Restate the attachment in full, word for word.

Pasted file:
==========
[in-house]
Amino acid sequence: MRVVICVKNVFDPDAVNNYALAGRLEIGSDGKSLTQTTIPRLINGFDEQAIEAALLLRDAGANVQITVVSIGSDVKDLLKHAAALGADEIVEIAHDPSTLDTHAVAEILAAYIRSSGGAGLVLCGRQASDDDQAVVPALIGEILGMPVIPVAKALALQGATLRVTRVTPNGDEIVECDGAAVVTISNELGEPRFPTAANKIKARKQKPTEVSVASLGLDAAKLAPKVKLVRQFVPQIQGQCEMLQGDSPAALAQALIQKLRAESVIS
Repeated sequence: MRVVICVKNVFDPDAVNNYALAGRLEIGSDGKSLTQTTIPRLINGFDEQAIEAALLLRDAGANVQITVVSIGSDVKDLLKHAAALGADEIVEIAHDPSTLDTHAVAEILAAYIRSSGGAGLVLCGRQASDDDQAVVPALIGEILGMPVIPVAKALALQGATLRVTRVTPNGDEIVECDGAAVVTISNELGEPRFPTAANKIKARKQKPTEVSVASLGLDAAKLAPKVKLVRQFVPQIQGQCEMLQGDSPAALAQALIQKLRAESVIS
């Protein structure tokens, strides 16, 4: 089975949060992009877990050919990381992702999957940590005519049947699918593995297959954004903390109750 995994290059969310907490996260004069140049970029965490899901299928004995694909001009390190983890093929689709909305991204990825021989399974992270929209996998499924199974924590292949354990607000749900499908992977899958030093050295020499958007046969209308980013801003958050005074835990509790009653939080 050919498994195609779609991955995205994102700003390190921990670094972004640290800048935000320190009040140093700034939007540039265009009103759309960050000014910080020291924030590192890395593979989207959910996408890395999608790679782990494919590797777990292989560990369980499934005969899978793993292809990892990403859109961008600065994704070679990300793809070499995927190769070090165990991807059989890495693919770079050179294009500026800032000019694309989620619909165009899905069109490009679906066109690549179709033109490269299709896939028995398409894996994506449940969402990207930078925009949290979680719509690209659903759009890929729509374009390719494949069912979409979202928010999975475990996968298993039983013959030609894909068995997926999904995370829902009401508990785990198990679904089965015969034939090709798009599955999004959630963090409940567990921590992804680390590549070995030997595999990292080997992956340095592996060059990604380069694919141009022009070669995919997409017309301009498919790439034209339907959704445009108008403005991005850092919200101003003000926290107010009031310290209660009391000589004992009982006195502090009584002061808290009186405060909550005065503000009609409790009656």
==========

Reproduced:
[in-house]
Amino acid sequence: MRVVICVKNVFDPDAVNNYALAGRLEIGSDGKSLTQTTIPRLINGFDEQAIEAALLLRDAGANVQITVVSIGSDVKDLLKHAAALGADEIVEIAHDPSTLDTHAVAEILAAYIRSSGGAGLVLCGRQASDDDQAVVPALIGEILGMPVIPVAKALALQGATLRVTRVTPNGDEIVECDGAAVVTISNELGEPRFPTAANKIKARKQKPTEVSVASLGLDAAKLAPKVKLVRQFVPQIQGQCEMLQGDSPAALAQALIQKLRAESVIS
Repeated sequence: MRVVICVKNVFDPDAVNNYALAGRLEIGSDGKSLTQTTIPRLINGFDEQAIEAALLLRDAGANVQITVVSIGSDVKDLLKHAAALGADEIVEIAHDPSTLDTHAVAEILAAYIRSSGGAGLVLCGRQASDDDQAVVPALIGEILGMPVIPVAKALALQGATLRVTRVTPNGDEIVECDGAAVVTISNELGEPRFPTAANKIKARKQKPTEVSVASLGLDAAKLAPKVKLVRQFVPQIQGQCEMLQGDSPAALAQALIQKLRAESVIS
């Protein structure tokens, strides 16, 4: 089975949060992009877990050919990381992702999957940590005519049947699918593995297959954004903390109750 995994290059969310907490996260004069140049970029965490899901299928004995694909001009390190983890093929689709909305991204990825021989399974992270929209996998499924199974924590292949354990607000749900499908992977899958030093050295020499958007046969209308980013801003958050005074835990509790009653939080 050919498994195609779609991955995205994102700003390190921990670094972004640290800048935000320190009040140093700034939007540039265009009103759309960050000014910080020291924030590192890395593979989207959910996408890395999608790679782990494919590797777990292989560990369980499934005969899978793993292809990892990403859109961008600065994704070679990300793809070499995927190769070090165990991807059989890495693919770079050179294009500026800032000019694309989620619909165009899905069109490009679906066109690549179709033109490269299709896939028995398409894996994506449940969402990207930078925009949290979680719509690209659903759009890929729509374009390719494949069912979409979202928010999975475990996968298993039983013959030609894909068995997926999904995370829902009401508990785990198990679904089965015969034939090709798009599955999004959630963090409940567990921590992804680390590549070995030997595999990292080997992956340095592996060059990604380069694919141009022009070669995919997409017309301009498919790439034209339907959704445009108008403005991005850092919200101003003000926290107010009031310290209660009391000589004992009982006195502090009584002061808290009186405060909550005065503000009609409790009656």